Technological Protection Measures (TPMs), WIPO
In this essay, I will argue that making a demonstrable lawful and non-infringing purpose a full defence to copyright infringement by circumvention of a TPM addresses many of the concerns raised by the currently proposed legislation, while avoiding the pitfalls of directly linking anti-circumvention laws with actual copyright infringement. As the ratification of the WIPO Internet treaties is the foremost concern for this legislation, I will begin with a discussion as to how this model can successfully implement the treaties’ anti-circumvention provisions where the Bill C-60 model may have failed. I will then explain why this model strikes a better balance between the rights of copyright holders and the legitimate interests of users. To do this, I will discuss the implications for fair dealing, addressing how the currently proposed provisions interfere with the fair dealing exceptions found in the Copyright Act while this model does not, as well as the more general issue of whether TPMs are capable of interfering with fair dealing at all. I will also address this model’s implications for the new user exceptions in Bill C-32: in particular how this model negates the need for the TPM exemptions to these exceptions currently found at s. 29.22(1)(c), s. 29.23(1)(b), and s. 29.24(1)(c), and why that is a preferable outcome.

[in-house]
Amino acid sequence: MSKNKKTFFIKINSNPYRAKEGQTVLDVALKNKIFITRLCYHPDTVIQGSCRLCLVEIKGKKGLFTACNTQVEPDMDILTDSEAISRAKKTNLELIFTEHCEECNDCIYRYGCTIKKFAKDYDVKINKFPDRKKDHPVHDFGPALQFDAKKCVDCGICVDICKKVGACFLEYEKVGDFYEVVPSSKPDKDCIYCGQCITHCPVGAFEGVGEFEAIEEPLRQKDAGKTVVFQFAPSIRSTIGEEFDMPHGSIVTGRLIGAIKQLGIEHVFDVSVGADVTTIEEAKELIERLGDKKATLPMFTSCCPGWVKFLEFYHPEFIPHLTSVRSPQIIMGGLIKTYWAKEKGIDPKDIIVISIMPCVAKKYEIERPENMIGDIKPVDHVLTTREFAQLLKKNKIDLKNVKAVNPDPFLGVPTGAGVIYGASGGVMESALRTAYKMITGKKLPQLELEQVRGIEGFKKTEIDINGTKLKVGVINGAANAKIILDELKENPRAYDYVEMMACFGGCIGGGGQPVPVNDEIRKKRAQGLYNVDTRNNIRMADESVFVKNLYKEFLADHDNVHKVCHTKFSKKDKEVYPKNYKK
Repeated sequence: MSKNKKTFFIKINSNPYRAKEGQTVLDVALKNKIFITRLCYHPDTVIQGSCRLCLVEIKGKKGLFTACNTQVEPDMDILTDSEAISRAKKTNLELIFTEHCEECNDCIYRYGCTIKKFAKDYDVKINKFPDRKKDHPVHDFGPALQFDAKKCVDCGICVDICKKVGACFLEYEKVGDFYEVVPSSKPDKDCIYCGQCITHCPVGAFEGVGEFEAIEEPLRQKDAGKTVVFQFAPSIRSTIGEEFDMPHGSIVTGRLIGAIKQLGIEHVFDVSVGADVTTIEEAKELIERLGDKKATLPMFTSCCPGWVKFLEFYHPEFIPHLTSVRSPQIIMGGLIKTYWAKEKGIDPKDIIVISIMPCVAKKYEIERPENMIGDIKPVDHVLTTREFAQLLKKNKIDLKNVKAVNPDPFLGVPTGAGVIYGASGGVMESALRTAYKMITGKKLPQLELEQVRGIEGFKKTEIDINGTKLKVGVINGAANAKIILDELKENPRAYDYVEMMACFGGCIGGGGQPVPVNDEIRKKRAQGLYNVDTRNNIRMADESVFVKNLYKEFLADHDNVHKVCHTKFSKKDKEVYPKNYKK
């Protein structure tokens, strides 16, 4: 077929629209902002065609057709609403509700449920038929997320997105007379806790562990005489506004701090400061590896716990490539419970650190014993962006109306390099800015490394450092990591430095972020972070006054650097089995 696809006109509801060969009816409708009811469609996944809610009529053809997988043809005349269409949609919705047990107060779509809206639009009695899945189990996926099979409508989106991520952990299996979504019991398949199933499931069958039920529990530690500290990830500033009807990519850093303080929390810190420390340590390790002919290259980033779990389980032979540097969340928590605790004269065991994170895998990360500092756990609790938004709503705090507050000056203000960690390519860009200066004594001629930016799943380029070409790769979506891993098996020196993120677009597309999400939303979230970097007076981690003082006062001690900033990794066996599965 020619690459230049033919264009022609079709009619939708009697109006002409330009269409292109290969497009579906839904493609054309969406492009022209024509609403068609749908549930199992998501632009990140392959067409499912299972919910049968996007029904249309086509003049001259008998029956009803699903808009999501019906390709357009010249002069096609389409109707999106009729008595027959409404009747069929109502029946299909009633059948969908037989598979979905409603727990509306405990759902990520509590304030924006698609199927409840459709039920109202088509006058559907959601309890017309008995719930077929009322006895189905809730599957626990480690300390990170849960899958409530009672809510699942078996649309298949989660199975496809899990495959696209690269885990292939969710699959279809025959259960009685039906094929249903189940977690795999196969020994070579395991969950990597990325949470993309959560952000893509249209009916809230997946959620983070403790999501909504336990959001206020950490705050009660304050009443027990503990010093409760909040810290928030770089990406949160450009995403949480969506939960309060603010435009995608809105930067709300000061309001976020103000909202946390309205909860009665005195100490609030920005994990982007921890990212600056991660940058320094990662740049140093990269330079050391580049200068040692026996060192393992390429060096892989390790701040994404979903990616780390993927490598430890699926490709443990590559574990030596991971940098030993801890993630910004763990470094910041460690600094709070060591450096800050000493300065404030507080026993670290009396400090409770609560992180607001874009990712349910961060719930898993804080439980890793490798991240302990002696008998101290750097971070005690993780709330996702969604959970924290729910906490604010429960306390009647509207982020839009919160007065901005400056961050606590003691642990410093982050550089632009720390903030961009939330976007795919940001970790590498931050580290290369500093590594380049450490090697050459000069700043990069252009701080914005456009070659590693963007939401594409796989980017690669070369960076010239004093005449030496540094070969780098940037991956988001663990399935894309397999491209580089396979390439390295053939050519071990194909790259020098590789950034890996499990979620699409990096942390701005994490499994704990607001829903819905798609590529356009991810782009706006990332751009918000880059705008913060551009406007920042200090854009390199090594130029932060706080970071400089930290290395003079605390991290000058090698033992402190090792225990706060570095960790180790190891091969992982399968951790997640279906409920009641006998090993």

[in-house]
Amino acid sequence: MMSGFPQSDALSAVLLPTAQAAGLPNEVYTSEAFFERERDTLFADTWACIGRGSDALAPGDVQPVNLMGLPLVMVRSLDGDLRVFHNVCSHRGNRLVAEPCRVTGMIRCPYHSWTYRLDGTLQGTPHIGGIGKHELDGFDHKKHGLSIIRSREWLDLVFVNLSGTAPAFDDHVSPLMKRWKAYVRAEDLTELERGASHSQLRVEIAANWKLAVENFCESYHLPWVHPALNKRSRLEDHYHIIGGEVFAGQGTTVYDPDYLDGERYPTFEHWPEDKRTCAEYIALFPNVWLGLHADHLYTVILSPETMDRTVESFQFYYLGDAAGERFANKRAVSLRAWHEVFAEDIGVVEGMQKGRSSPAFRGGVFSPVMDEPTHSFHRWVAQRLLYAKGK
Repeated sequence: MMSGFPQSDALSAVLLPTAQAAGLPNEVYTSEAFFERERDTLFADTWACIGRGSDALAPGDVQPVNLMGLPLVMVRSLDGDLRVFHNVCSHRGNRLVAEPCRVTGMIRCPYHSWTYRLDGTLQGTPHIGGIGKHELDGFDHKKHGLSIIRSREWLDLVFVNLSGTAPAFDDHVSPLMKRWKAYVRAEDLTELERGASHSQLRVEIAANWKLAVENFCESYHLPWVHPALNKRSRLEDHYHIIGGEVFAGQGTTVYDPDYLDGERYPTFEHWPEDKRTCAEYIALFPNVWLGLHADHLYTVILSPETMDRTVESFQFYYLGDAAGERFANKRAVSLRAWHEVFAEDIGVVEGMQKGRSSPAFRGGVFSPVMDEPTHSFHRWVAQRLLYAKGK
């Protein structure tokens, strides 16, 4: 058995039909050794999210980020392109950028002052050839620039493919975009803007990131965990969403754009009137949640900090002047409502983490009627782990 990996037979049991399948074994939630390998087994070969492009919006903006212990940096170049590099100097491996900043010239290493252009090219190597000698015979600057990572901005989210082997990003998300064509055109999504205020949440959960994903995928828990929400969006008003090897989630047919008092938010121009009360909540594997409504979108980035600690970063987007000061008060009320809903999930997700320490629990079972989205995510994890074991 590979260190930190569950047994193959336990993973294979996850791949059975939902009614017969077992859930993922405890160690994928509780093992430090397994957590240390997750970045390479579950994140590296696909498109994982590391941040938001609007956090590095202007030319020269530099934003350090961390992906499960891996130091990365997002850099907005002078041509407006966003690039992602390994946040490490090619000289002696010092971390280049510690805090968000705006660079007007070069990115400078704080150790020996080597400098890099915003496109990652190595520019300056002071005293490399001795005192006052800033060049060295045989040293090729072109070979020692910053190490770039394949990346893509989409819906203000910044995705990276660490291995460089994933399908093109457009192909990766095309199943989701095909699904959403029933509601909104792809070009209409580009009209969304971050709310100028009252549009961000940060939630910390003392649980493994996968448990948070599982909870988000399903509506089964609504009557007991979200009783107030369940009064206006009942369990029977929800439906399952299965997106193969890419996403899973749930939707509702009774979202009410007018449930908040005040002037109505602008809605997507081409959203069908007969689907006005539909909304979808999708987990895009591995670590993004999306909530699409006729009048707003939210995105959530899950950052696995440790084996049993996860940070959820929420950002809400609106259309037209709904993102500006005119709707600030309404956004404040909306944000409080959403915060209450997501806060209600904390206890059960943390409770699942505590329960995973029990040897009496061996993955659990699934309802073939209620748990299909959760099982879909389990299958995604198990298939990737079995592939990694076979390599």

Andrew Yolles, "In Defence of a Defence - A Demonstrable Legitimate and Non-Infringing Purpose as a Full Defence to Anti-Circumvention Legislation" (2012) 10:1 CJLT.